3rd HMC Calder Cup gets creative

by Albert Silver
7/4/2014 – The HMC Calder Cup celebrated its third edition, with a series of entertaining activities and events. Among them was a grandmaster tournament as befits it, but there was also a small very strong rapid round-robin with Anish Giri and Rustam Kasimdzhanov, a girl-guy team match, and even a sort of chessboxing competition in which the boxing was replaced by table tennis!

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The HMC Calder Cup is so named as a result of its sponsor, the Alexander Calder company in Holland. The company is named after the prestigious American sculptor Alexander Calder (1898-1976), who was behind the concept of mobiles, and whose work can be seen all over the world.

Nubes flotantes (Floating clouds) (1953), Aula Magna, Universidad Central de Venezuela, Caracas, Venezuela

If you now expect the company to have been founded by the artist, or that it deals with art, think again. The corporate website explains the name: "Alexander Calder's mobile is a metaphor for our way of working as a company. Looking at the various options for job seekers provides new approaches, points of view and perspectives for our customers."

Naming a company after an artist based on a metaphor of their work: chapeau. (NdT: hat's off)

The grandmaster tournament was designed to allow Dutch talents an opportunity to close the deal for norms or titles, and the pre-tournament favorite for this was IM Twan Burg (2506). While the Dutch player did indeed score the best among his compatriots, his third place 5.0/9 was short of the mark.

Alon Greenfeld analyzes with Daniel Fridman after their game

Alon Greenfeld scored a win over Willy Hendriks in an entertaining game

[Event "HMC Calder Cup 2014"] [Site "Rosmalen NED"] [Date "2014.06.23"] [Round "4.2"] [White "Greenfeld, Alon"] [Black "Hendriks, Willy"] [Result "1-0"] [ECO "A46"] [WhiteElo "2545"] [BlackElo "2390"] [PlyCount "83"] [EventDate "2014.06.20"] 1. d4 Nf6 2. Nf3 d6 3. g3 g6 4. Bg2 Bg7 5. O-O O-O 6. c4 c6 7. Nc3 a6 {A setup that is designed to gain active counter play before White can stifle it.} 8. e4 Nfd7 ({Why not} 8... Nbd7 $2) 9. Bg5 b5 10. c5 dxc5 11. dxc5 a5 ({The tactical justification of the move is after} 11... Nxc5 $4 12. Qxd8 Rxd8 13. Bxe7 $18) 12. e5 b4 $2 {The biggest problems with this move is that it weakens the queenside, and more importantly does not help solve Black's development issues. Notice how the queenside pieces have yet to leave their nest.} 13. Na4 h6 14. Be3 Nxe5 15. Nxe5 Qxd1 16. Rfxd1 Bxe5 17. Bxh6 Re8 18. Re1 Bf6 19. Rad1 Ba6 { Diagram [#]} 20. Rd6 {An unpleasant move to face, threatening to take on f6, and that aims to exploit Black's underdeveloped situation.} e6 21. Rxc6 Ra7 $6 ({Both players seem to have overlooked an elemental tactic that holds Black's position.} 21... Nxc6 22. Bxc6 g5 $1 {and the trapped bishop on h6 means Black will survive.}) 22. Rb6 Rc8 ({Again, Black could play} 22... g5 $1 {and White has no choice but to play} 23. h4 {to be able to get out.} gxh4 {though White would still have a large advantage.}) 23. Bf4 Nd7 {Diagram [#]} 24. Rxa6 $1 Rxa6 25. Bb7 Rac6 26. Bxc8 Rxc8 27. Nb6 Rd8 ({Not} 27... Nxb6 $2 28. cxb6 {and it's over.} e5 29. Rxe5 $1 Bxe5 30. Bxe5 {and Black cannot stop b7-b8, except by giving up the rook.}) 28. Bc7 Nxc5 29. Bxd8 Bxd8 30. Nc4 a4 31. Kf1 Bf6 32. Ke2 Bd4 33. Rd1 e5 34. f4 f6 35. fxe5 fxe5 36. Nxe5 $1 Bxb2 37. Nd3 Nxd3 38. Kxd3 Bf6 39. Kc4 b3 40. axb3 a3 41. Rd2 Bb2 42. Rd8+ $1 {followed by Ra8.} 1-0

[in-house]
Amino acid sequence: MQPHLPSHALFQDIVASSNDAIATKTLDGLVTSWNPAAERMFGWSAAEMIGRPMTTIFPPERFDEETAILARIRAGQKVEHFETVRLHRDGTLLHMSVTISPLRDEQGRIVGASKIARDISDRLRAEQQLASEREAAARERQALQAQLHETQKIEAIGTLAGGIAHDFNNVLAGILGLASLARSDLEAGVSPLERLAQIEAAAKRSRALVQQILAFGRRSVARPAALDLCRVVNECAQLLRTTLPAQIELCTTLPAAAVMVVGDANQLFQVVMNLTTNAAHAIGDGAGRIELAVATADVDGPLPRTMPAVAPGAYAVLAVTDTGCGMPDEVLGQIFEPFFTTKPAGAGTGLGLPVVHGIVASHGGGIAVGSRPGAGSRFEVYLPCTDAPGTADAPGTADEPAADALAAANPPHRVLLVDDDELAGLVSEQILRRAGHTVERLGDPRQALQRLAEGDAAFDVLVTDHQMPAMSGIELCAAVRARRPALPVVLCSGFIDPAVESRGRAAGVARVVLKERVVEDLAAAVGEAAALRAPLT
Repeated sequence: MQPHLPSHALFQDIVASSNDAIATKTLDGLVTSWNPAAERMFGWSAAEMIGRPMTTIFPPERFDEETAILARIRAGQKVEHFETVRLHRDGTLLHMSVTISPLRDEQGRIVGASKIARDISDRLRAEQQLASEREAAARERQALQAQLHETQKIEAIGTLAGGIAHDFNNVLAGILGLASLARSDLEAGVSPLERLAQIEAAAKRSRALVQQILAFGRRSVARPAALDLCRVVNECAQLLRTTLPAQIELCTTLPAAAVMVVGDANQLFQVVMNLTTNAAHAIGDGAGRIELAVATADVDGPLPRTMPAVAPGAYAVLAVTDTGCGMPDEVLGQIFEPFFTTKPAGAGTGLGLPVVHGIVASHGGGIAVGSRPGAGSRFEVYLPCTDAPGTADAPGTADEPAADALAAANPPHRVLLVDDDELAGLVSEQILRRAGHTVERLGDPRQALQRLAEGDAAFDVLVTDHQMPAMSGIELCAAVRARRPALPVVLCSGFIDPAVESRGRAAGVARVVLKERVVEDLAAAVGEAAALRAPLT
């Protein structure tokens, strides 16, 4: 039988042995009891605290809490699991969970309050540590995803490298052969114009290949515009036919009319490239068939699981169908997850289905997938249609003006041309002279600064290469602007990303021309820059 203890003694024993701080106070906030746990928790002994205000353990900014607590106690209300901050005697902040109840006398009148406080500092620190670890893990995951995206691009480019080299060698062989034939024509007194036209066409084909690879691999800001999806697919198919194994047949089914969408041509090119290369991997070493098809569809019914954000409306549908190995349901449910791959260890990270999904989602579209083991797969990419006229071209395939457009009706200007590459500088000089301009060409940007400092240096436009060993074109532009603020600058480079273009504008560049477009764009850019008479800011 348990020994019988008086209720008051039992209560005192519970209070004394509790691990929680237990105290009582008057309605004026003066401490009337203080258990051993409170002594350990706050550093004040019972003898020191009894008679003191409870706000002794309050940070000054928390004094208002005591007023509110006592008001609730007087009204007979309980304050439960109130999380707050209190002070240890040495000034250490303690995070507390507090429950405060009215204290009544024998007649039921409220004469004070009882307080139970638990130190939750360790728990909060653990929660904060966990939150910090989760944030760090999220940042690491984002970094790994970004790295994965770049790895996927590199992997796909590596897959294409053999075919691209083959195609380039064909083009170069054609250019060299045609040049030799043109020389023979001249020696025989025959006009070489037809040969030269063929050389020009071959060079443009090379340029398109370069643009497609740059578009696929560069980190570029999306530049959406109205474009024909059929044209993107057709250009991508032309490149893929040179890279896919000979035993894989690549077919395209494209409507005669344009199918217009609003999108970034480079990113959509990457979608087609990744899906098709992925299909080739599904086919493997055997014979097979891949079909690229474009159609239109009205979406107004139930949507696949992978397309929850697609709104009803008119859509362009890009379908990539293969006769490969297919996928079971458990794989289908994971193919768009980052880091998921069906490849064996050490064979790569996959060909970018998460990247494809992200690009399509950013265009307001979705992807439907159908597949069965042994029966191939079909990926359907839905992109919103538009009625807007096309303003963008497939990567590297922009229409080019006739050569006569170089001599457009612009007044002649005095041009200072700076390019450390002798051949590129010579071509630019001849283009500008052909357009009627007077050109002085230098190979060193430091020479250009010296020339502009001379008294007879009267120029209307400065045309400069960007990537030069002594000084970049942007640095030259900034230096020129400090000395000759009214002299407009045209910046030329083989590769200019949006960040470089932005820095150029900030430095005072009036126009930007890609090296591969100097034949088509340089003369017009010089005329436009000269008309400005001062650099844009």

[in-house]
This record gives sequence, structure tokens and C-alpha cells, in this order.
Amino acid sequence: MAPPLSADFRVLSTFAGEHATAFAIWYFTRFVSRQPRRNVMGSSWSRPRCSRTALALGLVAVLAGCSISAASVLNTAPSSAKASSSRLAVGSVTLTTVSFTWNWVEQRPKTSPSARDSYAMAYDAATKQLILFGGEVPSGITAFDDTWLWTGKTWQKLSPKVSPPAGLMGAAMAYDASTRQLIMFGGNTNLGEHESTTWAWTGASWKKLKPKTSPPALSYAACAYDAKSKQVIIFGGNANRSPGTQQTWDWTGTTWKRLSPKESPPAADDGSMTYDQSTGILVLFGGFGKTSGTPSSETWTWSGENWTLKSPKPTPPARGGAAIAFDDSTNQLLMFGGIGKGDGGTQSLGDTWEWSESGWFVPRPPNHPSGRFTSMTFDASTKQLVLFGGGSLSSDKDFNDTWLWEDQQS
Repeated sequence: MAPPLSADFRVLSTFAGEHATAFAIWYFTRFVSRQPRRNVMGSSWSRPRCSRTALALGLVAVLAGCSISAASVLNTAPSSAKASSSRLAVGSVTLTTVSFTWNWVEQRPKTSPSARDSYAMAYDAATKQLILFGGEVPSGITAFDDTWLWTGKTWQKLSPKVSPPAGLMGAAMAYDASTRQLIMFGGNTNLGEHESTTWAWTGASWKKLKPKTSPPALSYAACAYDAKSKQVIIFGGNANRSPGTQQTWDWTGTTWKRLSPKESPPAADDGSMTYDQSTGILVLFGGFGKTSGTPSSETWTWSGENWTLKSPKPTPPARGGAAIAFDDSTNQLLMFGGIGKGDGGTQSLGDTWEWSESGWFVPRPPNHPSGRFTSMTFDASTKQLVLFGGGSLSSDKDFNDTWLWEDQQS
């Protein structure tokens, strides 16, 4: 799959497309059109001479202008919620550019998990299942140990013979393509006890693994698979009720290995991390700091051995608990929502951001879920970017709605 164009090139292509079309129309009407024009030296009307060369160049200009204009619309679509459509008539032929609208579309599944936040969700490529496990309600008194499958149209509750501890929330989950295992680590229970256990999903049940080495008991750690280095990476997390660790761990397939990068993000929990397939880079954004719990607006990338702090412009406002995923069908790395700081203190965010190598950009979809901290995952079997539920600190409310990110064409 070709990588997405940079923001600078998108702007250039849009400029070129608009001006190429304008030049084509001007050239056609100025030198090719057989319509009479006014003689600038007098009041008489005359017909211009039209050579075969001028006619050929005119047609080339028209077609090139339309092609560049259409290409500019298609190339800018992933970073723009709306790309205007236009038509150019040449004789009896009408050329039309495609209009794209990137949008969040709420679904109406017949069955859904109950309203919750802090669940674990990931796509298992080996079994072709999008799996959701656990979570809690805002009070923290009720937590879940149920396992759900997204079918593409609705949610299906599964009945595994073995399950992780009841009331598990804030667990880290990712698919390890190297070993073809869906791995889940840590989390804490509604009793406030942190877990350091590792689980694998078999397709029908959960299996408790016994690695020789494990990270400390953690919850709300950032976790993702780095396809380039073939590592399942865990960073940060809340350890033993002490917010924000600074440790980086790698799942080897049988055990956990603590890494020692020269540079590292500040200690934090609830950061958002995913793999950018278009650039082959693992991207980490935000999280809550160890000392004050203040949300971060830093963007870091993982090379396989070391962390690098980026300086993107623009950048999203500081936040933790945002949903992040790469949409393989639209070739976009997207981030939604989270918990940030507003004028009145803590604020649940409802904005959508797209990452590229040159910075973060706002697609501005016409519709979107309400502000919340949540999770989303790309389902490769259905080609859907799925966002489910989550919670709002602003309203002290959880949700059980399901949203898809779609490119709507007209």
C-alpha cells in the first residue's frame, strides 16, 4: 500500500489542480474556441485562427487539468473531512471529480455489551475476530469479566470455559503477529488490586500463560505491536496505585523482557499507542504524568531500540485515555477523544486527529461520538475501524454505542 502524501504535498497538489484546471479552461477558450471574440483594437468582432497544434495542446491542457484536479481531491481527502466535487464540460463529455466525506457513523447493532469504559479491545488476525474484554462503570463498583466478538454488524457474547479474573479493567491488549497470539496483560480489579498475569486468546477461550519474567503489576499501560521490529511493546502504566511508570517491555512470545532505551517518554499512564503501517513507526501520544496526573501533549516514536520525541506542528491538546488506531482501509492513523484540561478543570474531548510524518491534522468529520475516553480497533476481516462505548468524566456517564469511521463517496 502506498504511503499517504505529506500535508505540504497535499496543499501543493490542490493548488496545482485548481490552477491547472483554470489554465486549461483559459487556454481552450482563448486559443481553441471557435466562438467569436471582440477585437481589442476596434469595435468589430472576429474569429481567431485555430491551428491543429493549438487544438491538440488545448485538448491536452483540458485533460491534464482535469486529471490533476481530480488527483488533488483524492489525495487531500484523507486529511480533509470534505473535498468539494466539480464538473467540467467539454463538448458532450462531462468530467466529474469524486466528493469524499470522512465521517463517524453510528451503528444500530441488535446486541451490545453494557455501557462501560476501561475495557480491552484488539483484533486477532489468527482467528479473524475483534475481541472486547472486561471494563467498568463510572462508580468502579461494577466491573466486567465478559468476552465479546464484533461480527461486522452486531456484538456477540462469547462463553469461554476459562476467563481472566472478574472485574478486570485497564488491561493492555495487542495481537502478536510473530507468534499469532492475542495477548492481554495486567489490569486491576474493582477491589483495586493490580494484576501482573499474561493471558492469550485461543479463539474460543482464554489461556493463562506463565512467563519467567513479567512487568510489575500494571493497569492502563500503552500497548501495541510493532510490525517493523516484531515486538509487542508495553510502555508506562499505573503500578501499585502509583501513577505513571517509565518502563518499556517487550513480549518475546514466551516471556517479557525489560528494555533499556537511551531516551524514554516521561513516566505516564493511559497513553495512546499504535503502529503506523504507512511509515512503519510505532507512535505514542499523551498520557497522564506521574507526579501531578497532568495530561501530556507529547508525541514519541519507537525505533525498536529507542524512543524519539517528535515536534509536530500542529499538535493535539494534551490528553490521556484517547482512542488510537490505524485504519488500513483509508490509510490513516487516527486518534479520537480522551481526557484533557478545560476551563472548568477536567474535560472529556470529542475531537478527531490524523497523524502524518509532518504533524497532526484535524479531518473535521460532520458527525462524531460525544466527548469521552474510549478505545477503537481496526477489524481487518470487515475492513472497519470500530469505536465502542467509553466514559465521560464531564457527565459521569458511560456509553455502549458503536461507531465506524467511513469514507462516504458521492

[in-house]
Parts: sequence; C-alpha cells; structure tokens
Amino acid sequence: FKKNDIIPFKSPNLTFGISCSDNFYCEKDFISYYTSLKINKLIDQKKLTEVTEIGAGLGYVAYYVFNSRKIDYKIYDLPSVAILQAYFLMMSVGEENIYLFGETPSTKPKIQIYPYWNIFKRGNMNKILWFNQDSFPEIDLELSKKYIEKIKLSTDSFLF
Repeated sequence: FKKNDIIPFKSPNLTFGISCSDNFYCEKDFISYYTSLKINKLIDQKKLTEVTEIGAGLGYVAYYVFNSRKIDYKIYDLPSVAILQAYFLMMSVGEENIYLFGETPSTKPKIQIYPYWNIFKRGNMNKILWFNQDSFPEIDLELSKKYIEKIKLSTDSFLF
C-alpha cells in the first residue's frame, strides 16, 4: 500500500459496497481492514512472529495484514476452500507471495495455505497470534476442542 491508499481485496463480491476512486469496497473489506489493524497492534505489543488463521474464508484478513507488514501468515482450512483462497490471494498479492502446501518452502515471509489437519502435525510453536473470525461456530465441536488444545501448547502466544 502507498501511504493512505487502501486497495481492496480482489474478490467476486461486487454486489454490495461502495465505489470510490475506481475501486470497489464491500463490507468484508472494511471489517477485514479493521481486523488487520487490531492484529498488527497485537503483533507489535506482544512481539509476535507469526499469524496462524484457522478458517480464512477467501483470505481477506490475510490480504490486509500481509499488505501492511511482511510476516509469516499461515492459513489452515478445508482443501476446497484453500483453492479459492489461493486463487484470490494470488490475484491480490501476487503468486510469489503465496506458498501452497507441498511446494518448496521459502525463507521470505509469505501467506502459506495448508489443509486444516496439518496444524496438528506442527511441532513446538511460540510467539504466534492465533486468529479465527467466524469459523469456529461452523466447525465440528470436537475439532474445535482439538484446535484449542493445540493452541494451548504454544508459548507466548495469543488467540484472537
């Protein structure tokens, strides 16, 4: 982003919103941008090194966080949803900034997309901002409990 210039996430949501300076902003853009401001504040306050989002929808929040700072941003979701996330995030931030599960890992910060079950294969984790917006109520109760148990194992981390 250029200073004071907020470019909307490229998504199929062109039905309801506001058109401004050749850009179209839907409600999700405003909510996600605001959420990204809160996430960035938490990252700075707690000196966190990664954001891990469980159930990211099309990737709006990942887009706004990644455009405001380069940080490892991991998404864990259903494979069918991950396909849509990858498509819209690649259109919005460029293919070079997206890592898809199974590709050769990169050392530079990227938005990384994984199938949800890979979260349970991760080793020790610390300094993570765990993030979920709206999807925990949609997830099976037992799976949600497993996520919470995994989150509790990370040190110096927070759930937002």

The trophy

Sopiko Guramishvili posted a solid result with 4.0/9, performing over her rating

Tournament winner Konstantin Landa greets IM Jeroen Bosch with a hearty smile

Both Daniel Fridman and Konstantin Landa had a superb tournament with 7.5/9 each and
played a two-game blitz tiebreak to decide gold. Landa won 2-0.

Landa receives his first prize from the tournament director René Olthof: a bottle of wine and a shoe

Final standings of GM tournament

There was also a small rapid tournament organized with Anish Giri, Rustam Kasimdzhanov,
Daniel Fridman, and Benjamin Bok. Games were played at 10m + 3s with each player facing
the other four times, alternating colors.

Giri was the obvious favorite and he lived up to it as he won with 8.5/12

In second was Benjamin Bok who turned in an excellent result with
6.5/12 and a 2722 performance

Standings of Rapid tournament

While chessboxing challenges the athletes to play a game of chess and then a couple of rounds in the ring, with both scores counting equally, here they swapped the boxing for table tennis. The players played two five-minute blitz games and then a set of table tennis to 20.

A final group shot with everyone

Pictures from official site


The games are being broadcast live on the official web site and on the chess server Playchess.com. If you are not a member you can download a free Playchess client there and get immediate access. You can also use ChessBase 12 or any of our Fritz compatible chess programs.

Born in the US, he grew up in Paris, France, where he completed his Baccalaureat, and after college moved to Rio de Janeiro, Brazil. He had a peak rating of 2240 FIDE, and was a key designer of Chess Assistant 6. In 2010 he joined the ChessBase family as an editor and writer at ChessBase News. He is also a passionate photographer with work appearing in numerous publications, and the content creator of the YouTube channel, Chess & Tech.


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